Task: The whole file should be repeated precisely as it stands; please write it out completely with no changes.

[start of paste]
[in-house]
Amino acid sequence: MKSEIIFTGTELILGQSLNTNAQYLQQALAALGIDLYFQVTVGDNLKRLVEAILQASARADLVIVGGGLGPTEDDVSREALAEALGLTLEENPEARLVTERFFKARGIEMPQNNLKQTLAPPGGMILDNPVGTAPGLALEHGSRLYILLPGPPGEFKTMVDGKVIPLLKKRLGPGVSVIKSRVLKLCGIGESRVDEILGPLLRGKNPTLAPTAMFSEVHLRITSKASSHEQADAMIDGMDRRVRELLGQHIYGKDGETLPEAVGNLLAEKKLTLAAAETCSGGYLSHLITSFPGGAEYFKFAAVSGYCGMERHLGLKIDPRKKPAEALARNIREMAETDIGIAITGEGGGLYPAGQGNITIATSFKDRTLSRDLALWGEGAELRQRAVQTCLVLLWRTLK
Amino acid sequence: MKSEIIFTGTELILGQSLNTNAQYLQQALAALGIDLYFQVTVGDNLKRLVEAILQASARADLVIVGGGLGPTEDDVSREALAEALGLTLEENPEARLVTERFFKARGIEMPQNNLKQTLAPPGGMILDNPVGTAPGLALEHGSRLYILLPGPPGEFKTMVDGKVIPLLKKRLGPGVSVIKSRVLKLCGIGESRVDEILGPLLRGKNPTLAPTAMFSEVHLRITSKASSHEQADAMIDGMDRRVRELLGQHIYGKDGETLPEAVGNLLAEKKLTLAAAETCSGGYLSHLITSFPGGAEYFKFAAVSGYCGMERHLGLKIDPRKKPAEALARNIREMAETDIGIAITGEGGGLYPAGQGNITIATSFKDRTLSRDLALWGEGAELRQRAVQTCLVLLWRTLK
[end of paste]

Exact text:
[in-house]
Amino acid sequence: MKSEIIFTGTELILGQSLNTNAQYLQQALAALGIDLYFQVTVGDNLKRLVEAILQASARADLVIVGGGLGPTEDDVSREALAEALGLTLEENPEARLVTERFFKARGIEMPQNNLKQTLAPPGGMILDNPVGTAPGLALEHGSRLYILLPGPPGEFKTMVDGKVIPLLKKRLGPGVSVIKSRVLKLCGIGESRVDEILGPLLRGKNPTLAPTAMFSEVHLRITSKASSHEQADAMIDGMDRRVRELLGQHIYGKDGETLPEAVGNLLAEKKLTLAAAETCSGGYLSHLITSFPGGAEYFKFAAVSGYCGMERHLGLKIDPRKKPAEALARNIREMAETDIGIAITGEGGGLYPAGQGNITIATSFKDRTLSRDLALWGEGAELRQRAVQTCLVLLWRTLK
Amino acid sequence: MKSEIIFTGTELILGQSLNTNAQYLQQALAALGIDLYFQVTVGDNLKRLVEAILQASARADLVIVGGGLGPTEDDVSREALAEALGLTLEENPEARLVTERFFKARGIEMPQNNLKQTLAPPGGMILDNPVGTAPGLALEHGSRLYILLPGPPGEFKTMVDGKVIPLLKKRLGPGVSVIKSRVLKLCGIGESRVDEILGPLLRGKNPTLAPTAMFSEVHLRITSKASSHEQADAMIDGMDRRVRELLGQHIYGKDGETLPEAVGNLLAEKKLTLAAAETCSGGYLSHLITSFPGGAEYFKFAAVSGYCGMERHLGLKIDPRKKPAEALARNIREMAETDIGIAITGEGGGLYPAGQGNITIATSFKDRTLSRDLALWGEGAELRQRAVQTCLVLLWRTLK